These credentials also will facilitate application of legally-binding digital signatures to electronic forms, prescriptions and other documents.

What are some of the biggest opportunities and pitfalls associated with mobile computing in the healthcare industry?

In order to comply with a host of patient privacy and other regulations, it is essential that a system can trust the cyber-identity of its participants.

Digital credentials that comply with the SAFE-BioPharma standard are uniquelylinked to the individual’s proven identity.They are also interoperable with US Federal Government credentials and those of other cyber-communities.  As such, they mitigate legal, regulatory and other business risk associated with electronic transactions.

When used to apply digital signatures to electronic documents, the signature is legally enforceable, non-repudiable, and instantly auditable.

How will digital credentials help licensed medical professionals offer better services to patients?

Because they establish identity trust within a cyber-context, digital credentials eliminate paper-reliance (think of the forms, records, etc. when you see a doctor) and accelerate processes associated with patient care. Patient privacy will be better protected. Patient records will be available across different health systems. The prescription-issuance process will no longer be paper-based.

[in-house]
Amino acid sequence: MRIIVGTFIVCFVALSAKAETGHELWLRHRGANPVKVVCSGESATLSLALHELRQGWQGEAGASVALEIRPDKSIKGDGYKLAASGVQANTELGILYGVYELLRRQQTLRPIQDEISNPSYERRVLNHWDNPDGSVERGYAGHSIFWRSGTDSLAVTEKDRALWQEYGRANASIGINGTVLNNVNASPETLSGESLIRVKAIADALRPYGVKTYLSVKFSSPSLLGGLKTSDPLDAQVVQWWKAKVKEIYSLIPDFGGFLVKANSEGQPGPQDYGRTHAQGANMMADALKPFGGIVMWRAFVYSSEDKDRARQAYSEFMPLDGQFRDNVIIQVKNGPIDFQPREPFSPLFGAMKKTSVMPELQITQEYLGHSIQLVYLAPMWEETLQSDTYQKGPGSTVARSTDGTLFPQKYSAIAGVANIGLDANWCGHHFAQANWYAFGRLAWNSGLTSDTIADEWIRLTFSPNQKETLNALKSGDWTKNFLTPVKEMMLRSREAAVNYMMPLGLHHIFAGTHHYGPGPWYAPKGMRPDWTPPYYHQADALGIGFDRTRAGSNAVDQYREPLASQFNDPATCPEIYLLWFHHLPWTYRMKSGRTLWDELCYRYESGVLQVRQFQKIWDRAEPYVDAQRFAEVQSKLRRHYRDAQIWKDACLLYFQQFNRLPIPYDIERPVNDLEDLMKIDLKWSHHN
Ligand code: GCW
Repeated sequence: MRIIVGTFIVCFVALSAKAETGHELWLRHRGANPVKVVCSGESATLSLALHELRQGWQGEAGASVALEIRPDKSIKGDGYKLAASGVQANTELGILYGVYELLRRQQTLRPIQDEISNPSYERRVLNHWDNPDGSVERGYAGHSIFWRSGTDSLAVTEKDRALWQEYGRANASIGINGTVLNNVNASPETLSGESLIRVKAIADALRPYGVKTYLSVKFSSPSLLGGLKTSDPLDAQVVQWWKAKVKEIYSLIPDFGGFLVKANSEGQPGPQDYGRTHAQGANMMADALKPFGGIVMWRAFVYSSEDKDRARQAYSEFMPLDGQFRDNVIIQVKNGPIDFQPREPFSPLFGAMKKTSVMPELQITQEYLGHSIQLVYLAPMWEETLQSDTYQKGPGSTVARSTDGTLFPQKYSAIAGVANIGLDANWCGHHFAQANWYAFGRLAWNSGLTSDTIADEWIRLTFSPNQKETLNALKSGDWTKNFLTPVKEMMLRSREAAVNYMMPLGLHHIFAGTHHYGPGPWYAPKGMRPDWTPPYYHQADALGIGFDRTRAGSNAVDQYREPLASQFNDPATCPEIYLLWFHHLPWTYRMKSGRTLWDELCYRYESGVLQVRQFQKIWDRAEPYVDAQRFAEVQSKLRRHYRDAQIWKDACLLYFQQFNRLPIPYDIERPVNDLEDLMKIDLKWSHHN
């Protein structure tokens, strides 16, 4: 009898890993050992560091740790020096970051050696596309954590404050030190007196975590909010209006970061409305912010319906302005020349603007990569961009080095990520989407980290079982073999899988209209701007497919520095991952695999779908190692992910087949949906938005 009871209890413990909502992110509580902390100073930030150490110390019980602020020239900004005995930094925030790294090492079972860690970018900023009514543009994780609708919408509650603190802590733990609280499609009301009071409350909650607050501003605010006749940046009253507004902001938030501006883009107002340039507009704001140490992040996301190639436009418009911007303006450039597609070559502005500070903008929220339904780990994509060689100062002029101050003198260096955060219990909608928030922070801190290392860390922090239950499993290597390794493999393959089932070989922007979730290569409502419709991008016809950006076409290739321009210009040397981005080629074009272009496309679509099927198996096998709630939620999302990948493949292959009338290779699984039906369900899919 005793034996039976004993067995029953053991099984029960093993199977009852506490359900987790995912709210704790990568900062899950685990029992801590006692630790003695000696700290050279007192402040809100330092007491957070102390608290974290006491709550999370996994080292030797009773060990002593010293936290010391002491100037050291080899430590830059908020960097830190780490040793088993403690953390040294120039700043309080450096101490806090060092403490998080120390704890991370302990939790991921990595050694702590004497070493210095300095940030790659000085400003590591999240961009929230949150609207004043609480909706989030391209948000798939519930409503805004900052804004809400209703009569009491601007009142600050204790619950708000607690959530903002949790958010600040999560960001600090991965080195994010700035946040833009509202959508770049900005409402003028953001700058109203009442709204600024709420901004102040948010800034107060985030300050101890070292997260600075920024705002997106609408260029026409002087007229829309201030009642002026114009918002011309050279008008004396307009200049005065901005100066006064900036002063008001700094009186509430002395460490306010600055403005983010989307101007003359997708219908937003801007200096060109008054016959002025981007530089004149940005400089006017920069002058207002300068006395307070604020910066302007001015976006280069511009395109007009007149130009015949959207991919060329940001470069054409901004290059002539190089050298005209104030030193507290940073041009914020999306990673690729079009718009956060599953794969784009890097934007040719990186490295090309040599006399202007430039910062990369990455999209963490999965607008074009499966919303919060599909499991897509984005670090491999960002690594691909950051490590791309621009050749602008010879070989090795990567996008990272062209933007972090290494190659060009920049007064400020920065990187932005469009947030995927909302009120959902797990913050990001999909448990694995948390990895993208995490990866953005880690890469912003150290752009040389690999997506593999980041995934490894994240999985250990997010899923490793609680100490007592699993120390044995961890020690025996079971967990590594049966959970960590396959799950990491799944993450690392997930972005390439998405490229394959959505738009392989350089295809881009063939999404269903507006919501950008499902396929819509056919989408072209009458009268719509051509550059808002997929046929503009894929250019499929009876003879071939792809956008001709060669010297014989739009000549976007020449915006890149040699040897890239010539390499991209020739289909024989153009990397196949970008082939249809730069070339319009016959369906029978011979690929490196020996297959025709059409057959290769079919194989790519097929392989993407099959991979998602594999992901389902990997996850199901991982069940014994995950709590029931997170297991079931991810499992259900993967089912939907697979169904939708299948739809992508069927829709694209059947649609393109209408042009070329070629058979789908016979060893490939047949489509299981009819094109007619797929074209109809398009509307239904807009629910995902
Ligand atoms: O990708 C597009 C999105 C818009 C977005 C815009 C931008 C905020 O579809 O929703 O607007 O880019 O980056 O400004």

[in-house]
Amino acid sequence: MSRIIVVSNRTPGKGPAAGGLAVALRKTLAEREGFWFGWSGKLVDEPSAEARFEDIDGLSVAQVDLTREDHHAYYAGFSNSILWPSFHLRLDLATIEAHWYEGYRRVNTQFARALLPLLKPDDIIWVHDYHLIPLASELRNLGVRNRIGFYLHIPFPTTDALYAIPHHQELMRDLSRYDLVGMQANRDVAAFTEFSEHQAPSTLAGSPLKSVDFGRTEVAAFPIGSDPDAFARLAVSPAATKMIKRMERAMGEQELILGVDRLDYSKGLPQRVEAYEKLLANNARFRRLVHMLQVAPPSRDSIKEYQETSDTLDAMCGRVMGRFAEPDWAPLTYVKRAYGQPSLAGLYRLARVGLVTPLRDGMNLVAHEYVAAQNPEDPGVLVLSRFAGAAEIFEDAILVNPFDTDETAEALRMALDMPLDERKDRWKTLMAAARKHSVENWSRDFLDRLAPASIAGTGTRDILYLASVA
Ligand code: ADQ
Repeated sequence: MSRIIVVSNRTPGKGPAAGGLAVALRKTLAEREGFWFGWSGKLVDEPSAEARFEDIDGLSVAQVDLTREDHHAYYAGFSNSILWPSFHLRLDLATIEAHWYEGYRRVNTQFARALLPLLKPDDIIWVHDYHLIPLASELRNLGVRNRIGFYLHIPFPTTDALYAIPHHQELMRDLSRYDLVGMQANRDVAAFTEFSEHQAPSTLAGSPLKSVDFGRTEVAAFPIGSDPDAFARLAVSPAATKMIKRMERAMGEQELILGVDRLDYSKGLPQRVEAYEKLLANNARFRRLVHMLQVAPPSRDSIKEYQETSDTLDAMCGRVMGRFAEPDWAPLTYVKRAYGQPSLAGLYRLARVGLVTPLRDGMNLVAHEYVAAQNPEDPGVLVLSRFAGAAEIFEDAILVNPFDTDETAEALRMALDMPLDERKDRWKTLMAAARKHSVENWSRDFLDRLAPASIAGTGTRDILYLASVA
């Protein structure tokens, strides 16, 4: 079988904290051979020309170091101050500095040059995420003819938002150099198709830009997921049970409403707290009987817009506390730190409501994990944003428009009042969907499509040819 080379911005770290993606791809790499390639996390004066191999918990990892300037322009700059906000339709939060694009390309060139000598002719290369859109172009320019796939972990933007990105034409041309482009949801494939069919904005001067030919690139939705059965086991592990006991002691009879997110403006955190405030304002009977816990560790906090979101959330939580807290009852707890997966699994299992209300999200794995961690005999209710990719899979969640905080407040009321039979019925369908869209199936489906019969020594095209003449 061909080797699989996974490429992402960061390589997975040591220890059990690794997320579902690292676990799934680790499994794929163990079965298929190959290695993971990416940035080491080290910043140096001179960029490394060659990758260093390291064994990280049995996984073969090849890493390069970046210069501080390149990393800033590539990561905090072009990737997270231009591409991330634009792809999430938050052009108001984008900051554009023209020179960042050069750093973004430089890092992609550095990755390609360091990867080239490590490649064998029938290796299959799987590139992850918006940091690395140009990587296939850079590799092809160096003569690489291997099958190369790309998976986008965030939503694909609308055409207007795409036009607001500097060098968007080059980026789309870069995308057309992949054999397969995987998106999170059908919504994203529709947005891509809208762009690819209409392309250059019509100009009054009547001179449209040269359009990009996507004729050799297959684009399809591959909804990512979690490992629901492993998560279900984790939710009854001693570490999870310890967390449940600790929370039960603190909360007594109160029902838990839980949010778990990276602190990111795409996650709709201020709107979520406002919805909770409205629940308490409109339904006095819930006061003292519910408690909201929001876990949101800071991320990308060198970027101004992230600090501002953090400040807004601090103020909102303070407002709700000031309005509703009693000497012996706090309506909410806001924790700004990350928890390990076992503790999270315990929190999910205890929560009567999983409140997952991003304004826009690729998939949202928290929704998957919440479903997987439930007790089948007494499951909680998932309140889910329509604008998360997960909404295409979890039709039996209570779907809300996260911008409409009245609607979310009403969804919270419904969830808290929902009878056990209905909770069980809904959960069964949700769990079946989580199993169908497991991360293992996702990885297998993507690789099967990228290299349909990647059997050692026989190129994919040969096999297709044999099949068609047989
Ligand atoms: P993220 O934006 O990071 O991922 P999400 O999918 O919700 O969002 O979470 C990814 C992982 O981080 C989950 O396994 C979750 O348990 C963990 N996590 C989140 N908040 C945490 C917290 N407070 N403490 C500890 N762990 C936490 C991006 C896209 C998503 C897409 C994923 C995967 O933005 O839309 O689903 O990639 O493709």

What is the current state of digital signatures and other forms of electronic credentials in the medical industry, and how do you see this changing in the next few years?

Use of digital credentials in health care is nascent. However, in a move designed to advance electronic health data sharing, in January VerizonBusiness will begin issuing medical identity credentials to 2.3 million U.S. physicians, physicians assistants and nurse practitioners.

This first-of-its kind step will enable U.S. health care professionals to meet federal requirements contained in the 2009 Health Information Technology for Economic and Clinical Health (HITECH) Act that call for the use of strong identity credentials when accessing and sharing patient information electronically beginning in mid-2011.

Will Tape Storage Make A Datacenter Comeback This Year? What The Experts Have To Say Might Surprise You

It’s that time of year where lots of experts reflect on the changes in the previous twelve months and examine these trends to predict what’s to come. I expect to see the following major and minor revolutions in tape, disk and cloud storage in 2011.